I have copied & pasted a screenshot of Chad’s tweets from last night. Start with the tweet at the bottom.

Please, keep in mind these tweets on their own are out of context. We don’t know which which part of the discussion @cbrannon started reading my tweets. I want to learn more from this. We need to discuss further. As a sub, I want to learn about being a ‘real’ teacher. Assist me with these issues so I can carry myself better when I enter the classroom and the staffroom.

Often twitter is described as a large virtual staffroom where teachers from all over the world gather to share resources and talk. The problem here is that these patronizing tweets were shouted without direction to the whole staffroom, rather than being whispered about privately as they would likely be in a real staffroom. I come to the virtual staffroom to reflect upon and to question teaching practice and pedagogy, both my own and that of others whom I learn from.

I welcome criticism and questioning of my idea’s and thoughts, in fact I am always calling for honesty and feedback. Usually, I defend my stance or learn from the questioning perspective. In this instance, I don’t feel as though I need to defend myself against Chad’s tweets because we have determined that he mis-understood the discussion. I am, however, interested in the definition of ‘real’ teacher, the manner with which this issue has been raised, and thoughts on discussing the idea of ‘cool’ with students.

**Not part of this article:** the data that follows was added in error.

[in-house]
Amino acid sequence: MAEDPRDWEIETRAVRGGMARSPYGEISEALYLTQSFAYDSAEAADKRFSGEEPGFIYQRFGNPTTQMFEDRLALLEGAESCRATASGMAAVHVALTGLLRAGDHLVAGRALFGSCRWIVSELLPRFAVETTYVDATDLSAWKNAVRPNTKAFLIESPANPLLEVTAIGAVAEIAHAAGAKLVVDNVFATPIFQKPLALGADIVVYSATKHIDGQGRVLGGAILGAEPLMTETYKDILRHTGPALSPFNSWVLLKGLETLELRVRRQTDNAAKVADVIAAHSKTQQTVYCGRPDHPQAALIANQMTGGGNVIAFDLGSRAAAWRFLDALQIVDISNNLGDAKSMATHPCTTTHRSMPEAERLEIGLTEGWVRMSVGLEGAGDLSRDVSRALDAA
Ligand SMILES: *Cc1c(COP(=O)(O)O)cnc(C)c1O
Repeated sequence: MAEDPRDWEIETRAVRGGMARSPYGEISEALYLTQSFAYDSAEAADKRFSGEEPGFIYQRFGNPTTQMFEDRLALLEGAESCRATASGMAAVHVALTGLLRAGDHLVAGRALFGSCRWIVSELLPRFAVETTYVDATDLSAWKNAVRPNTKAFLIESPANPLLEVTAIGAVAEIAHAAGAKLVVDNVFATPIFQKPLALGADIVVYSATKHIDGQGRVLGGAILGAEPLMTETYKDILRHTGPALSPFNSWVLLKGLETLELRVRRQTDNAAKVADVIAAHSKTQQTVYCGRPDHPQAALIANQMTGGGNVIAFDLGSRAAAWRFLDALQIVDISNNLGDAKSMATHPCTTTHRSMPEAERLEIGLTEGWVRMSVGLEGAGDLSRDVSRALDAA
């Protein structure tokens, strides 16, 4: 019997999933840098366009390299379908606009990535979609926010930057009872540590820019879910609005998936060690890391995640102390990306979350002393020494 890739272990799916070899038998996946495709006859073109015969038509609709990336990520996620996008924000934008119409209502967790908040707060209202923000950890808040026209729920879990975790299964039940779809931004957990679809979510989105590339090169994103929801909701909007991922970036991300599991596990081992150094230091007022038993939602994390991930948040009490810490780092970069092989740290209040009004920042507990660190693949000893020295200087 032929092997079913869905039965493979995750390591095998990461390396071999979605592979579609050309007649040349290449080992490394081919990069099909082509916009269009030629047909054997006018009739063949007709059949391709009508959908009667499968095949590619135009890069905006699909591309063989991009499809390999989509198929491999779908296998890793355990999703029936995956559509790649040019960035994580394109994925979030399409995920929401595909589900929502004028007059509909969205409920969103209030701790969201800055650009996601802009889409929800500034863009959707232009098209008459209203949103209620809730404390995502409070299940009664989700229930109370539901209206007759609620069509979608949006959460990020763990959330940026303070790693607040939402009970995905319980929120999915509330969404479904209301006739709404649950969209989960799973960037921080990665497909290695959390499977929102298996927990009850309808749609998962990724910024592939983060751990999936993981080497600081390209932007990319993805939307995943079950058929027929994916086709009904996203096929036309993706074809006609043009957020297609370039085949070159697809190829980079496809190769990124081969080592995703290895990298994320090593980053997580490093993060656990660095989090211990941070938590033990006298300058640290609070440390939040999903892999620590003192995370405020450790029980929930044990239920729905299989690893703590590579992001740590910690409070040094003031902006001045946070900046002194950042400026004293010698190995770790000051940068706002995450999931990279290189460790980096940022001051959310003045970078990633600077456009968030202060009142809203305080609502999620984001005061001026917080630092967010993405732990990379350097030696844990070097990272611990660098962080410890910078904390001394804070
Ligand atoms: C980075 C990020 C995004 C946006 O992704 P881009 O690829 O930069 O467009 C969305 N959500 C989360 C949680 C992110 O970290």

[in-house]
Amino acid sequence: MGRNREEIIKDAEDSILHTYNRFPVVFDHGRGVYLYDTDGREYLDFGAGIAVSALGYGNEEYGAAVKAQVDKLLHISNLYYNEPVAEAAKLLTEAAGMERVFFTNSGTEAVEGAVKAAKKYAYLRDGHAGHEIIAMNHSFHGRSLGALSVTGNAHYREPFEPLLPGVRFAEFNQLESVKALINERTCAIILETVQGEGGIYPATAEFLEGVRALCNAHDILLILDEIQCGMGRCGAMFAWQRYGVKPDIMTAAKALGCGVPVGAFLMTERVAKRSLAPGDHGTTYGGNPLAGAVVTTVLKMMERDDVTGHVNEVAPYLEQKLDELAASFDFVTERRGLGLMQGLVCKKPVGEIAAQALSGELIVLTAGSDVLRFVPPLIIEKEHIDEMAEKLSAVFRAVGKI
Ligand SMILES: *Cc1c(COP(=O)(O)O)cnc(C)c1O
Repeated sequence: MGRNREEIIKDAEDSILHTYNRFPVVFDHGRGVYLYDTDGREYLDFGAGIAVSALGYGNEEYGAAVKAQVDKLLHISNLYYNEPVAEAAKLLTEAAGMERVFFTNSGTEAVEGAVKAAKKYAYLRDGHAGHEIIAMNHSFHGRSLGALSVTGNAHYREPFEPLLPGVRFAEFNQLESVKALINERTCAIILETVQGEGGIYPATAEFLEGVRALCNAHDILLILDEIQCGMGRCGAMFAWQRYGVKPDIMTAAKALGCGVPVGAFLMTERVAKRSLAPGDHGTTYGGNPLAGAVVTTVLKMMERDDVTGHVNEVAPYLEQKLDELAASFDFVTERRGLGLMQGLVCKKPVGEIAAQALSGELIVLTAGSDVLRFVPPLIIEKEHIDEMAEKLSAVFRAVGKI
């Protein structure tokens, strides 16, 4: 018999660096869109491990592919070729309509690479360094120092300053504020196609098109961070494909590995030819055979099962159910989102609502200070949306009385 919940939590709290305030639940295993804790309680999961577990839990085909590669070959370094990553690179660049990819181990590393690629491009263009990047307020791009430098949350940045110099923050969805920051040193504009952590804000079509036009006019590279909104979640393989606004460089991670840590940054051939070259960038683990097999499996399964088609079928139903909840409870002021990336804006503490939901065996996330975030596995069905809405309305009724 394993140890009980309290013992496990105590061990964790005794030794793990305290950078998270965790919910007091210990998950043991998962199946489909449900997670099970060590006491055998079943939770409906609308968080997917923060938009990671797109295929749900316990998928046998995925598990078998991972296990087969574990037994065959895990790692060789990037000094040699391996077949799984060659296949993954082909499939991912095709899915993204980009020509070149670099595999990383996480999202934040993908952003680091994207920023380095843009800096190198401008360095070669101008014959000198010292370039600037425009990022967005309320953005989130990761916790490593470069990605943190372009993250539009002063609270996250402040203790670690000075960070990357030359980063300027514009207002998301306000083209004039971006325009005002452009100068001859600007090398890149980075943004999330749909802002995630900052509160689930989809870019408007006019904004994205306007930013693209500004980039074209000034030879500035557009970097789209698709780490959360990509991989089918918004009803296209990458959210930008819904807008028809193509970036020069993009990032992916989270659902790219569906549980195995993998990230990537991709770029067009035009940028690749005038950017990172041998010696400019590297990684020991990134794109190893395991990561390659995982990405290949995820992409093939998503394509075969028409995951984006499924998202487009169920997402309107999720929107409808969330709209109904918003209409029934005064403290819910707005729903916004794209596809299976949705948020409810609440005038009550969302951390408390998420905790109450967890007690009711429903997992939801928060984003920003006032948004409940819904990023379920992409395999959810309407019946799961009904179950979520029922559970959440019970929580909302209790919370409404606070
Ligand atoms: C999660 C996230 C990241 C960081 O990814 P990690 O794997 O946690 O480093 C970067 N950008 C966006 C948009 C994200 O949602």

Readers, I now pose the hard questions to you.

Is being ‘cool’ important to students?

Should ‘real’ teachers and students talk about the ‘idea of cool’?

Why hasn’t @cbrannon heard ‘real’ teachers talking about it?

Do you talk to kids about being cool, about bringing out their passions?

Isn’t this opportunity for authentic learning experiences?

Are substitutes, ‘real teachers’?

What is your idea of ‘cool’?

and on a personal note, do I come off as an “expert without experience”?

*You can follow all of my twitter conversations in my archive.

May 23, 2008

Guy and the Kid

Filed under: digital citizenship,online media,story,twitter @ 1:40 am and tagged

As I scanned twitter tonight, I watched as Guy Kawasaki aka. @guykawasaki, the man behind Alltop & Truemors, blew off a request for a website review.

Typical, right?

Who can blame the man, he probably gets spammed with these type of requests all the time. But, I followed this request by @ashvala, who turned out to be a 13 year old, grade 9 student from Bangalore. His site looks sharp and is well designed.

After reading Ashvala’s Bio, I decided to use twitter persuasion to convince Guy Kawasaki to give it a glance. Within a minute he did and tweeted back feedback to the young “techie who loves gadgets and enjoys reviewing them.”

In the end Ashvala received a little feedback & a pat on the back from one of the biggest names on the web. Happy ending to a short story.